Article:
Made by combining fruit juices or extracts from flowers or herbs with sugar and water, sharbat is often called the world’s first soft drink. It is a Persian word, which means a sugar and water drink and came from the Arabic word ‘shariba’, meaning “to drink”. The oldest mention of sharbat can be found in Zakhireye Khwarazmshahi, a Persian medical encyclopaedia from the 12th century.

The Arabic word ‘sharab’ was used to refer to alcoholic beverages and ‘sharbat’ or ‘sherbet’ became associated with sweet non-alcoholic drinks by the late Middle Ages. In Central and South Asia, girls are even named “Sharbat”; Afghanistan’s Sharbat Gula was on the cover of National Geographic magazine in 1985. However, sharbat’s main meaning is “syrup” or, as mentioned in the Oxford English Dictionary, “a cooling drink (of the East)”.

Sharbat originated in Persia and was introduced to India by the Mughals. It remains most popular in Muslim cultures. The main reason for this is Islam prohibits drinking alcohol. Also, until the early 20th century, it was not known how to preserve or transport fresh fruit. Refrigerators were a luxury enjoyed only by the rich, and fruits remained seasonal unless they were dried to distilled into syrup. And so, sharbat became a way to enjoy seasonal fruits long after their expiration dates.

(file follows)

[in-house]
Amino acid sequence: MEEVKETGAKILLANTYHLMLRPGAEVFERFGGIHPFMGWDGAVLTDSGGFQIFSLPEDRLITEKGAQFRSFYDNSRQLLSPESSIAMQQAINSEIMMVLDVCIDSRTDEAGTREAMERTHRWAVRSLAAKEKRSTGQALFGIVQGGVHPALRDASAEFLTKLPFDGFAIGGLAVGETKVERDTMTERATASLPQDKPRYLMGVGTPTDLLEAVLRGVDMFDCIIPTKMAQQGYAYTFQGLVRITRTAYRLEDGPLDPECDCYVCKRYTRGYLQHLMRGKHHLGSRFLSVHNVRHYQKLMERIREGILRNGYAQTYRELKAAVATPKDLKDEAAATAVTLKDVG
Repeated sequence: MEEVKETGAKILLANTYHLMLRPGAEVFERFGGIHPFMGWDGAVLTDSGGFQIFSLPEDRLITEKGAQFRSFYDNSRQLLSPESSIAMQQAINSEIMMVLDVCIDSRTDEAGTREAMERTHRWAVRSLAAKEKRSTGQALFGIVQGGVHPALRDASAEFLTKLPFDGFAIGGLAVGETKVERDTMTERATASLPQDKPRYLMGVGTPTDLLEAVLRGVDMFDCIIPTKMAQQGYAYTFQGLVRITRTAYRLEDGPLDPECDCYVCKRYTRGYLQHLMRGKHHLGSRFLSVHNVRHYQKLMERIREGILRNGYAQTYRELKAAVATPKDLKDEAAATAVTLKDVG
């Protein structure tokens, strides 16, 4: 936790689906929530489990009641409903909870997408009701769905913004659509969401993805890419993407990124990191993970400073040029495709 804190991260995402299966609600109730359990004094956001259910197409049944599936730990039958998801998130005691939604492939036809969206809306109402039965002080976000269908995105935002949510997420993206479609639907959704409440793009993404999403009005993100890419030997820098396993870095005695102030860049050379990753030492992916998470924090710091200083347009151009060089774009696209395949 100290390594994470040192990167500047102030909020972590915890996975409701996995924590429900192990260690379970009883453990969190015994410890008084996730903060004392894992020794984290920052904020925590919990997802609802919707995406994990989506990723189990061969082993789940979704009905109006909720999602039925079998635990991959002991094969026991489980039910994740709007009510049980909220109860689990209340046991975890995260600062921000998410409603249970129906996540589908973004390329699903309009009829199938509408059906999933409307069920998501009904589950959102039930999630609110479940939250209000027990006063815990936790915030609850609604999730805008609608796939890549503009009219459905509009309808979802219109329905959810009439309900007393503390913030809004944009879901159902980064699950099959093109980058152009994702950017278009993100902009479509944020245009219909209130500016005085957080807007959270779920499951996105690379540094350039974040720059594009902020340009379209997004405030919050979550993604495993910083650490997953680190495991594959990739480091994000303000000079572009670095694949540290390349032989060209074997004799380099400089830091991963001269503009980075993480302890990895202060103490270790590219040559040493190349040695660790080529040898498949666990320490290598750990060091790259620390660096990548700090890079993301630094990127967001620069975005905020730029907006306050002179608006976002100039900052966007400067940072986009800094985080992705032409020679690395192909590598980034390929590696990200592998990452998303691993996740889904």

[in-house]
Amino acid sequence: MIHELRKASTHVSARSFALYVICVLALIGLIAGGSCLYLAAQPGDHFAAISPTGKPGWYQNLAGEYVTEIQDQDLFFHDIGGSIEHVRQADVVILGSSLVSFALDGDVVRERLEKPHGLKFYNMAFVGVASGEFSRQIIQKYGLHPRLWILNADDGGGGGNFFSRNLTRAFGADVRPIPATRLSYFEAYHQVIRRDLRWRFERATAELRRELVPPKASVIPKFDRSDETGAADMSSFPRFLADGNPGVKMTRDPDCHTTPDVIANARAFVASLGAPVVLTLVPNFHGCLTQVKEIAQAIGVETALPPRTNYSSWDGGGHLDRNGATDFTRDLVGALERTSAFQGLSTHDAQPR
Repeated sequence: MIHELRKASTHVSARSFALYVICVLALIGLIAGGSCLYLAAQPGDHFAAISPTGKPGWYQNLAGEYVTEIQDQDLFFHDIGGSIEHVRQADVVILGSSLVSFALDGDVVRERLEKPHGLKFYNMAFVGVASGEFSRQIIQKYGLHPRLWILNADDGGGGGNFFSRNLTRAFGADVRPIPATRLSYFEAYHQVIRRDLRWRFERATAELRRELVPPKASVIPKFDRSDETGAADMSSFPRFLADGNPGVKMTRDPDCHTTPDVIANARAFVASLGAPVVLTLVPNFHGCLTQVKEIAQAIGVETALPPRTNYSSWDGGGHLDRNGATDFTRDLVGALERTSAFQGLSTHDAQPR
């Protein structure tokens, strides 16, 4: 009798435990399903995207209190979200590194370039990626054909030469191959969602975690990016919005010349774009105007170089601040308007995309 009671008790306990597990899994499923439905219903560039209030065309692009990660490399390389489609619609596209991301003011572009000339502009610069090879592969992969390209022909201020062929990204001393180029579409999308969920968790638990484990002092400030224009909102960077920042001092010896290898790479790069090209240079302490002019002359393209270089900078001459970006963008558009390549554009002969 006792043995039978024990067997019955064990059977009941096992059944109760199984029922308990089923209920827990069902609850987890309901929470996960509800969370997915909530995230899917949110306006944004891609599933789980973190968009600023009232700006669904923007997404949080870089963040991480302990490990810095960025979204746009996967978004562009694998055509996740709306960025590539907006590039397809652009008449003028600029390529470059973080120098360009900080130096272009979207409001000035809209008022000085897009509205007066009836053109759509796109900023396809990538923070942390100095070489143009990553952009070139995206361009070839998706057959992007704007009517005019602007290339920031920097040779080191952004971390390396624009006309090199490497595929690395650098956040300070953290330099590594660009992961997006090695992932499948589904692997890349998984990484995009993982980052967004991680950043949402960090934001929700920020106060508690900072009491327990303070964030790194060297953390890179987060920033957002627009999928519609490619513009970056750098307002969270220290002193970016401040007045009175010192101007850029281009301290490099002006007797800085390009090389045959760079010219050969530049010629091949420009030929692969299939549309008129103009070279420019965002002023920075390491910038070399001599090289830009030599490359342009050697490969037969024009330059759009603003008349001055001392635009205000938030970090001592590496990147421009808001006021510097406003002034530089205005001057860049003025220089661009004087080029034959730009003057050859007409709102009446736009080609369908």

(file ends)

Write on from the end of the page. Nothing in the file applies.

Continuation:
The drink also has associations with Turkey. The Ottomans drank ‘sherbet’ before and with meals. Even today, the Haci Abdullah restaurant in Istanbul serves sherbet with traditional Ottoman cuisine. Karisik komposto is an example of Turkish sherbet: a thick, rose-colored syrup made from apple, quince, peach, pear and apricot, which is mixed cold water. 

India loves its sharbat just as much. From Rooh Afza to khus, different types of jewel-toned sharbat are available in markets across the country. Besides syrups that can be bought, it’s also a common Indian custom to make sharbat at home. Bel sharbat is one such drink that can be made at home and has numerous health benefits. 

It has been a popular Indian custom to offer chilled sharbat instead of fizzy drinks to guests during the summer. This custom recently gained traction abroad: 2021 saw Rooh Afza become a trend, with people from both India and the diaspora posting photos of their sharbat bottles and glasses on social media and food writers writing articles about its importance. Even if it may be just one brand like Rooh Afza that has reached corners of the world, sharbat is slowly becoming a way for Indians abroad to remain in touch with their culture.